Over the course of the past several years, officials in all sports across the country have been in short supply. In fact, many have been warned sports from youth to the high school levels are about to face a crisis in the number of officials available.
This weekend, more issues arose in football games across the country including two in Southwest Ohio.
Friday night in Alabama, 10 teens were injured when gunfire broke out in Mobile in a game between LeFlore and Williamson high schools. Video of players and fans taking cover in panic is horrific. A 17-year-old, Deangelo Parnell, turned himself in to police on Saturday and has been charged with nine counts of attempted murder.
This is just horrific to watch from Ladd-Peebles Stadium. Football coaches instructing players to take cover, fans hiding under the stands from a suspected shooting. This is a high school football game and should be a place of fun competition for everyone! Not violence! #Mobile pic.twitter.com/MmA1oP9LTW— Simone Eli (@SimoneEli_TV) August 31, 2019
In Cincinnati, multiple fights forced police to shut down a game between Woodward and Withrow high schools. While no one was seriously injured, the disruption is cause for concern for school administrators in charge of keeping control and those who attend events safe worried.
Saturday night in Welcome Stadium, First Star Football Report was in attendance for a match-up between Cincinnati Roger Bacon and Dayton Dunbar when a Dunbar player went after a game official during the middle of the second quarter.
For years many looked to stay involved in sports by becoming referees or game officials. Saturday nights events again brings many to wonder if doing so is even worth it anymore.
Why does one decide to become an official?
For some, love of the game and a desire to stay involved or to give back to the sport is the main reason. Others find it’s a way to stay in better physical shape or to help relieve stress from their everyday lives. While they do receive compensation, non are getting rich off working a local youth or high school game.
The events at Welcome Stadium gives many another reason why they’ve walked away from games leaving a shortage of officials.
In a game that had already seen many penalties called, officials felt they needed to stop play with just over seven minutes left in the second quarter.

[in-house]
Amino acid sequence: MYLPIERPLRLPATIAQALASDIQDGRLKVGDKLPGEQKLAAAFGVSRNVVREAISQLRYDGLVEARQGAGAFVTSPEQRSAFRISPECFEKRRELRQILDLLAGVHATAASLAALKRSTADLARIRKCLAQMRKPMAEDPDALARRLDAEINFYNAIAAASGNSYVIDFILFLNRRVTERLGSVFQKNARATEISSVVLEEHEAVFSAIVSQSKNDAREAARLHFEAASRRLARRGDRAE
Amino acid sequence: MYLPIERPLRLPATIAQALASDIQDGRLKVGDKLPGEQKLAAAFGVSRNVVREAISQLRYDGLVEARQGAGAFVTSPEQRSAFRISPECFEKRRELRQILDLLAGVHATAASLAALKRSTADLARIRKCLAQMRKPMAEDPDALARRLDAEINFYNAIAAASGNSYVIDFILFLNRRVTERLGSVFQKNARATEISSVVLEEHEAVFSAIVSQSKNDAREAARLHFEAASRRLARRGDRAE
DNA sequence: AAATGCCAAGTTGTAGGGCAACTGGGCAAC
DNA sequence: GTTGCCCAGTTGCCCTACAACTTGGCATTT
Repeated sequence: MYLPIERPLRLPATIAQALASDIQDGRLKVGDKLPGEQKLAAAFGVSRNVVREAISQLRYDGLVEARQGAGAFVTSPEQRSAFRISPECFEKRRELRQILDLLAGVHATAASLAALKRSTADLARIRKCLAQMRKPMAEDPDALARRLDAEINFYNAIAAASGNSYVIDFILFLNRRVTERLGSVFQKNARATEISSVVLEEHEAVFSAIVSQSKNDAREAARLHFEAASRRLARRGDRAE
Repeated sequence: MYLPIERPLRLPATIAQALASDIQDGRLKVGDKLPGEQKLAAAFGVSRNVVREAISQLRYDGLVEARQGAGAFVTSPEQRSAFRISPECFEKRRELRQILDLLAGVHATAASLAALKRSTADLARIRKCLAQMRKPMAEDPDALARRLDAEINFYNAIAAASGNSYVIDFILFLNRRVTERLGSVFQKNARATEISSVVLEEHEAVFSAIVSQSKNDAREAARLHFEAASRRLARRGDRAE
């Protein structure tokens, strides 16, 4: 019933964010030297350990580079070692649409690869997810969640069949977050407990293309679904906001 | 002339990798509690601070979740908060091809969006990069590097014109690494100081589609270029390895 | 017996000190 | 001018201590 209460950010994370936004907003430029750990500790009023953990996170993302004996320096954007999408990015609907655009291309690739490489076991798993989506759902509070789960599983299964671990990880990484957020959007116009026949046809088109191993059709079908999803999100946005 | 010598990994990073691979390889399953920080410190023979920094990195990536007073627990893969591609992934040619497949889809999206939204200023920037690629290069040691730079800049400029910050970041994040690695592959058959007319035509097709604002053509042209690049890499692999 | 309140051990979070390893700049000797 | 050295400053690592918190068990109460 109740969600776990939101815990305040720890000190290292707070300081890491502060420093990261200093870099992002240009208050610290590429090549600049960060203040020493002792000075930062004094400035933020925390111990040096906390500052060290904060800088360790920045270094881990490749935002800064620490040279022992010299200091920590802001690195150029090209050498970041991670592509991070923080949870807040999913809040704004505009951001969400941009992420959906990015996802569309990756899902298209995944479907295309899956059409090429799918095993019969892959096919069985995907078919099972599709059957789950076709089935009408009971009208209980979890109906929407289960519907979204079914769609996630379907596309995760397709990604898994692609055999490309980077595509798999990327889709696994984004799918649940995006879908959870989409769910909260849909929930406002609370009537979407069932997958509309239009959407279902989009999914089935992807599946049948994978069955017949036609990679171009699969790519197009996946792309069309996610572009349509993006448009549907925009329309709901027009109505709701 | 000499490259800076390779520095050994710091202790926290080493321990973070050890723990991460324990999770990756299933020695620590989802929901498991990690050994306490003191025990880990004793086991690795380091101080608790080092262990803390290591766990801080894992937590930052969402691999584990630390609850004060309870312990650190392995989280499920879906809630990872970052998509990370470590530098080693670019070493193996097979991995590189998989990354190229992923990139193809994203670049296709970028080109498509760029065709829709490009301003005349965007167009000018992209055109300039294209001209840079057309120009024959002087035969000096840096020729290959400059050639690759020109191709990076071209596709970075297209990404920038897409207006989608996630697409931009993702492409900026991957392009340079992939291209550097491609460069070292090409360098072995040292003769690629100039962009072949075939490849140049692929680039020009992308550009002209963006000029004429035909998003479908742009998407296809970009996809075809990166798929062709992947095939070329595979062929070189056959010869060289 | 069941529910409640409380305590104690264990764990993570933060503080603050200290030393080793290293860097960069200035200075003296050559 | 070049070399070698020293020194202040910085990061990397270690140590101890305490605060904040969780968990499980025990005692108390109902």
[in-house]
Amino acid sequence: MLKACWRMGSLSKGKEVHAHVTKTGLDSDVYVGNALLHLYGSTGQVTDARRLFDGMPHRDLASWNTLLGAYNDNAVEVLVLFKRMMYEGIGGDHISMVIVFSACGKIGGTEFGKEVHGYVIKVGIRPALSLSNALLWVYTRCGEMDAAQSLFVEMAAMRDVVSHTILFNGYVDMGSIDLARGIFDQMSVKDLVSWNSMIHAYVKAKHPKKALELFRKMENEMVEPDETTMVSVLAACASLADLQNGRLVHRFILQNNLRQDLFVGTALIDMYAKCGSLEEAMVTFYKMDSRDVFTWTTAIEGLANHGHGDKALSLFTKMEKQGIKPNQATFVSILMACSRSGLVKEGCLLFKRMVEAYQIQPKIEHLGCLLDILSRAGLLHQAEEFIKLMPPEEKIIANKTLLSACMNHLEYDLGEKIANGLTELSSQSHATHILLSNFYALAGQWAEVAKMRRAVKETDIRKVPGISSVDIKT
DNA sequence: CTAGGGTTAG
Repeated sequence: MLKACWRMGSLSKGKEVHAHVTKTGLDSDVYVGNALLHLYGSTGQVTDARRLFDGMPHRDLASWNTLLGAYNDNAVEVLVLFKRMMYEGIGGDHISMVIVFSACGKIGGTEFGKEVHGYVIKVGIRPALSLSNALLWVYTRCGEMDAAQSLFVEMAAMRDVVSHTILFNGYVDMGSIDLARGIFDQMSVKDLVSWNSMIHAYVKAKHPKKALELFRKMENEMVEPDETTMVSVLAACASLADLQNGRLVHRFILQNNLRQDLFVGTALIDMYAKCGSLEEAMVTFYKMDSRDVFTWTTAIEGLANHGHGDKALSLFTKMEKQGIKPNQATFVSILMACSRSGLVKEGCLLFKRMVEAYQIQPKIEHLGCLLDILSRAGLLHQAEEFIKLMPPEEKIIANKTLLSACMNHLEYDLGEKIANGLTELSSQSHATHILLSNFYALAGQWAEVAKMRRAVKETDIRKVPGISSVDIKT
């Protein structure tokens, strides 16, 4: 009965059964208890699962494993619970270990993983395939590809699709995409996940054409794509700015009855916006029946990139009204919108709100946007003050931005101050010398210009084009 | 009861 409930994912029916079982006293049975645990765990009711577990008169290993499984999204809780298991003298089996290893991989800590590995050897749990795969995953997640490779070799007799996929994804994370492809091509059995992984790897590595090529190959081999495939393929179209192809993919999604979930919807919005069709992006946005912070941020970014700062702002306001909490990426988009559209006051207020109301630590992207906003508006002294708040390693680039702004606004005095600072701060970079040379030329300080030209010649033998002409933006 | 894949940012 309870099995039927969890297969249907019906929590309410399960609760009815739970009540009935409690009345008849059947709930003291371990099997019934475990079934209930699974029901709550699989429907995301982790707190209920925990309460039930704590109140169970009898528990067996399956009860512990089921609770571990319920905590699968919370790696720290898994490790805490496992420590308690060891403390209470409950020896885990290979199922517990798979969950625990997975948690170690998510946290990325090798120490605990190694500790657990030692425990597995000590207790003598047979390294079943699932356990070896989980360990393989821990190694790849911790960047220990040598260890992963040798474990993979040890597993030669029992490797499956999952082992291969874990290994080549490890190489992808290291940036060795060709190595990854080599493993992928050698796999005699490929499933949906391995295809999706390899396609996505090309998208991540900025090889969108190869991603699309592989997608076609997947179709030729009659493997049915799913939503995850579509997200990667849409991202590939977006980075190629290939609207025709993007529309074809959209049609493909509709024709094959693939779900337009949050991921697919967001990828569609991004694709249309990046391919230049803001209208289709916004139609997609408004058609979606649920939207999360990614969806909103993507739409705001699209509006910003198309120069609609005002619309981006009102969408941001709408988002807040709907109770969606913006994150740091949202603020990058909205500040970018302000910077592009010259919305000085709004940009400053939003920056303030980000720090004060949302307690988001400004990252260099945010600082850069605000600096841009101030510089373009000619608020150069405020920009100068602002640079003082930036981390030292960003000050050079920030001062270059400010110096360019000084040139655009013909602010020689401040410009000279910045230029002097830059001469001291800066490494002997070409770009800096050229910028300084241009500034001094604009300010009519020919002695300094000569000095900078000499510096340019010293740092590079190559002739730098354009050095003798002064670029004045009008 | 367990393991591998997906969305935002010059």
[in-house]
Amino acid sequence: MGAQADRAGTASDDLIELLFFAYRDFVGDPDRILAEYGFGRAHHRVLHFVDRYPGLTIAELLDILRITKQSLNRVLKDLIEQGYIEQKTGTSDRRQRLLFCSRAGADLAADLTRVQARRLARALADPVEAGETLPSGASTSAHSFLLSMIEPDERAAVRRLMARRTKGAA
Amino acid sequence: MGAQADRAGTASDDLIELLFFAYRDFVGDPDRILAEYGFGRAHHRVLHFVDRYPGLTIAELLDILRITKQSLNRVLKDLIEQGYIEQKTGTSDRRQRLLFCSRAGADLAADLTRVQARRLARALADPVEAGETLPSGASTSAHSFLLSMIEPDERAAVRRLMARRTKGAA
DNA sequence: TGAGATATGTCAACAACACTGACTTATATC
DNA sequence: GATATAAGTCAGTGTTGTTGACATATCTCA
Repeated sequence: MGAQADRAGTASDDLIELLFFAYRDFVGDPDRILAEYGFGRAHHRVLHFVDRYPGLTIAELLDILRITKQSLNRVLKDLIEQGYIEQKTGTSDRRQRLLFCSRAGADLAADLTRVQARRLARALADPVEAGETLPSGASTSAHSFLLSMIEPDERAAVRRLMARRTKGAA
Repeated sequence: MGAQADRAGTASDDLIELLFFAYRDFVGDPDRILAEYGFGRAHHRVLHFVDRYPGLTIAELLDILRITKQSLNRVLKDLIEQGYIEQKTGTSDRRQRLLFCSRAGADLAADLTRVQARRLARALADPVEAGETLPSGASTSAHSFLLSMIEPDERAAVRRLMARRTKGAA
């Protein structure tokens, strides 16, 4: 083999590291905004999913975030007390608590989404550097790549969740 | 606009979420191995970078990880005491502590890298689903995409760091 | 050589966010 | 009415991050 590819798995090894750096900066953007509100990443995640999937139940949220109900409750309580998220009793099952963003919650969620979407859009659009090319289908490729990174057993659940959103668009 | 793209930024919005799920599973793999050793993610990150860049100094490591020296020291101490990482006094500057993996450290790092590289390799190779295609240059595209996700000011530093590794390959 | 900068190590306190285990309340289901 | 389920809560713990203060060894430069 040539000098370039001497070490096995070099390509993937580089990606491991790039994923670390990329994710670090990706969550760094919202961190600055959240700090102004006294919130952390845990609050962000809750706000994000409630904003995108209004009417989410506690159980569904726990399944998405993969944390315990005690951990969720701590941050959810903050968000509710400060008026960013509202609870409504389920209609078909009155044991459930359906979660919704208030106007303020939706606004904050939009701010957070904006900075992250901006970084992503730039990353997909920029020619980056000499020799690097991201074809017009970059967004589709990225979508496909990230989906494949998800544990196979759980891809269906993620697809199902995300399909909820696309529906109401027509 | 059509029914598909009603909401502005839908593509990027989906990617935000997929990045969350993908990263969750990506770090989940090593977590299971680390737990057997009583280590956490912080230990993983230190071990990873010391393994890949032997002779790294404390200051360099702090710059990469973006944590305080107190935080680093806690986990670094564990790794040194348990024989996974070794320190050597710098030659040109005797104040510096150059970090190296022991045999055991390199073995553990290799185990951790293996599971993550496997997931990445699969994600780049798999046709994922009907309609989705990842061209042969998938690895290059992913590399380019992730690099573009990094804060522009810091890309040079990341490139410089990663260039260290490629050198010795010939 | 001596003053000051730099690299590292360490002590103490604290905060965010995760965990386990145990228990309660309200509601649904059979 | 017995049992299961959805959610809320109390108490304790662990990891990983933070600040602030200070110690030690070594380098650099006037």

VIDEO OF PLAYER HEAD-BUTT OFFICIAL
The video above shows what happened from the start of the play until officials stop play.
As you’ll see, one player for Dunbar, No. 2, is flagged for a personal foul, pleads his case while teammates tell him to get off the field and settle down. After officials call the penalty, ball is spotted and official looks to be telling No. 2 to get off the field. The player in question turns around to the official, says something and while the official prepares to throw another flag, player responds by striking official on the right side of his head with his helmet.
A teammate quickly works to remove the player from the field. However, the player then removes his helmet and goes after another official in a threating manner with Dunbar coaches quickly moving in to remove their player from the field. Officials wasted little time in shutting down the game.
Players on the Dunbar side were shaken when officials stopped play and ended the game. While some showed emotion, coaches quickly removed their team from the field as did the Roger Bacon coaches.
Officials spoke with the Dunbar coach, and gathered on the Roger Bacon side of the field asking if the police had been called to one of the Welcome Stadium officials. Unsure if they had, one official made the call for local law enforcement to come.
In an article on the Dayton Daily News website, Dayton Public Schools released the following statement.
“The Dayton Public Schools are dealing with the student who chose to behave in a manner unbecoming of DPS athletes,” said Superintendent Elizabeth Lolli. “The Dayton Public School District extends a sincere apology to the referee involved in the incident, as well as the Roger Bacon and Dunbar athletes, referees, coaches, parents and spectators who were not able to play in or watch the event.”
Having covered high school football games since 2002, I can’t remember anything like this having ever occurred before. While we’re sure the player involved will face tough punishment, will the events of Saturday night continue to push away people to officiate youth and prep events?
We hope not as they do play a vital role to the games many enjoy going out and watching during the year.